Models and modelling
Models and modelling

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Models and modelling

8 Entity–relationship data modelling

8.1 Introduction

One type of data model is an entity–relationship data model.

Experience has shown that data can be best described by relationships between entities. An entity is anything of interest about which data is recorded, such as roads, weather stations, trucks and weather station readings in the IceBreaker project in the book MRP. In general, there will be many relationships (or associations) linking the entities. A trivial example is the fact that a given weather reading is associated with a specific weather station. The significant point is that relationships are just as much a part of the system data as are the entities. It is often useful to store characteristics of the entities. For example, a particular type of weather station transmits its signal every minute, or a specific truck has a particular capacity for the amount of gritting material it can carry.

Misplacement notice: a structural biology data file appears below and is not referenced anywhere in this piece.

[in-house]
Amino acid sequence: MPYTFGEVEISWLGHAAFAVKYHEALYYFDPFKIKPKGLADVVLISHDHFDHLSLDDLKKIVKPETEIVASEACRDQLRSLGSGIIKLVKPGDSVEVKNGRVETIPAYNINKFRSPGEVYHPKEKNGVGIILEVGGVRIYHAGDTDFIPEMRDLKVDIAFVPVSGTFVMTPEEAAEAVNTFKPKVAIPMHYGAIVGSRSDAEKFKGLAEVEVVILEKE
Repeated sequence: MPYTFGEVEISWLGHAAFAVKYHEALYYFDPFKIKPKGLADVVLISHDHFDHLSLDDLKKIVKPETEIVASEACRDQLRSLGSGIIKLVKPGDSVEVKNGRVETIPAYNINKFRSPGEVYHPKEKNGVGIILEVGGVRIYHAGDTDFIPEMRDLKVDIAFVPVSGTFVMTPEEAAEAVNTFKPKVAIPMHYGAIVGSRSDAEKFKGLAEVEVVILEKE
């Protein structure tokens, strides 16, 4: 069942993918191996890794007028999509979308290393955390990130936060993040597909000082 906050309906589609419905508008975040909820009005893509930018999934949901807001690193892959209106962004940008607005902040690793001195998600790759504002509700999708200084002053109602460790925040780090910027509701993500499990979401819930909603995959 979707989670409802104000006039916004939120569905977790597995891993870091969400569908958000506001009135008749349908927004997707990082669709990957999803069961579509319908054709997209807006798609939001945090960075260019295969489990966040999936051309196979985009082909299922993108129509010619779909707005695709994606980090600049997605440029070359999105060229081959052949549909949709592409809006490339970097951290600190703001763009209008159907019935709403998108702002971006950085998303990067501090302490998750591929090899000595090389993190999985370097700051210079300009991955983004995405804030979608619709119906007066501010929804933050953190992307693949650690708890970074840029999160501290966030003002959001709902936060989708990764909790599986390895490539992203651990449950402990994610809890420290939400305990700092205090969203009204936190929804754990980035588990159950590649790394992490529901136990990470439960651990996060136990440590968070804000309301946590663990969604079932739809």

Many different kinds of relationship between entities have been identified, and there are many different ways of representing those relationships. Diagrams are often used to show relationships, but there are other techniques.

Data modelling, that is, the production of a data model is a ‘formal’ representation of what data the product needs, expressed in terms that are independent of how it may be realised in software. Entity–relationship (E–R) data modelling is a particular kind of modelling that expresses data requirements in terms of entity types, attributes of entity types and relationships between entity types. It is a widely used modelling technique which is effective for displaying the important elements of a data model for human understanding and communication. However, it is only one of a number of modelling techniques available. We shall use an example to illustrate E–R data modelling.

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